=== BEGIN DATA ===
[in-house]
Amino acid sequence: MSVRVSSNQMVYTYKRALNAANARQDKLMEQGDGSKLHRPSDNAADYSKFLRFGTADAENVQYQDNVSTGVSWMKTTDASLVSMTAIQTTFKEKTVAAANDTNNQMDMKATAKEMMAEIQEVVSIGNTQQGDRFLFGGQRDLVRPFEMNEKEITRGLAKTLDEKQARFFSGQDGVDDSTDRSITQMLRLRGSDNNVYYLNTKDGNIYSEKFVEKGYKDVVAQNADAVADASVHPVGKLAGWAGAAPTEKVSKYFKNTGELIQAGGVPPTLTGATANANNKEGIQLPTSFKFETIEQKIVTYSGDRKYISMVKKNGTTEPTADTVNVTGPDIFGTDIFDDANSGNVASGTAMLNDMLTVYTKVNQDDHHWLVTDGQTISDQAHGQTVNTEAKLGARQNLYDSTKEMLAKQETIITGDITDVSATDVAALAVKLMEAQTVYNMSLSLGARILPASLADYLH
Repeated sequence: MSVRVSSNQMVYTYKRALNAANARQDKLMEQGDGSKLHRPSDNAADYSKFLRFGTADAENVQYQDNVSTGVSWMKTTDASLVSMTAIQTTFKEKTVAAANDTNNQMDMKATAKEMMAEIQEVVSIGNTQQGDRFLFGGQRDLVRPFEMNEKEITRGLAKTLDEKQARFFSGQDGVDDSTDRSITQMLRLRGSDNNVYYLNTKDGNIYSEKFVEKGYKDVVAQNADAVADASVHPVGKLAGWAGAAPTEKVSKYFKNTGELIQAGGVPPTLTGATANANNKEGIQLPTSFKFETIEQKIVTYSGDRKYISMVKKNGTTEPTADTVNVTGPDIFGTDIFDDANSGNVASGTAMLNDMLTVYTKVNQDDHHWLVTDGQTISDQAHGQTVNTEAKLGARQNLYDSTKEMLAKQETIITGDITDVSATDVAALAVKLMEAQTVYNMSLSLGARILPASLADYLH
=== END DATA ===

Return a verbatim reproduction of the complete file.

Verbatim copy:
[in-house]
Amino acid sequence: MSVRVSSNQMVYTYKRALNAANARQDKLMEQGDGSKLHRPSDNAADYSKFLRFGTADAENVQYQDNVSTGVSWMKTTDASLVSMTAIQTTFKEKTVAAANDTNNQMDMKATAKEMMAEIQEVVSIGNTQQGDRFLFGGQRDLVRPFEMNEKEITRGLAKTLDEKQARFFSGQDGVDDSTDRSITQMLRLRGSDNNVYYLNTKDGNIYSEKFVEKGYKDVVAQNADAVADASVHPVGKLAGWAGAAPTEKVSKYFKNTGELIQAGGVPPTLTGATANANNKEGIQLPTSFKFETIEQKIVTYSGDRKYISMVKKNGTTEPTADTVNVTGPDIFGTDIFDDANSGNVASGTAMLNDMLTVYTKVNQDDHHWLVTDGQTISDQAHGQTVNTEAKLGARQNLYDSTKEMLAKQETIITGDITDVSATDVAALAVKLMEAQTVYNMSLSLGARILPASLADYLH
Repeated sequence: MSVRVSSNQMVYTYKRALNAANARQDKLMEQGDGSKLHRPSDNAADYSKFLRFGTADAENVQYQDNVSTGVSWMKTTDASLVSMTAIQTTFKEKTVAAANDTNNQMDMKATAKEMMAEIQEVVSIGNTQQGDRFLFGGQRDLVRPFEMNEKEITRGLAKTLDEKQARFFSGQDGVDDSTDRSITQMLRLRGSDNNVYYLNTKDGNIYSEKFVEKGYKDVVAQNADAVADASVHPVGKLAGWAGAAPTEKVSKYFKNTGELIQAGGVPPTLTGATANANNKEGIQLPTSFKFETIEQKIVTYSGDRKYISMVKKNGTTEPTADTVNVTGPDIFGTDIFDDANSGNVASGTAMLNDMLTVYTKVNQDDHHWLVTDGQTISDQAHGQTVNTEAKLGARQNLYDSTKEMLAKQETIITGDITDVSATDVAALAVKLMEAQTVYNMSLSLGARILPASLADYLH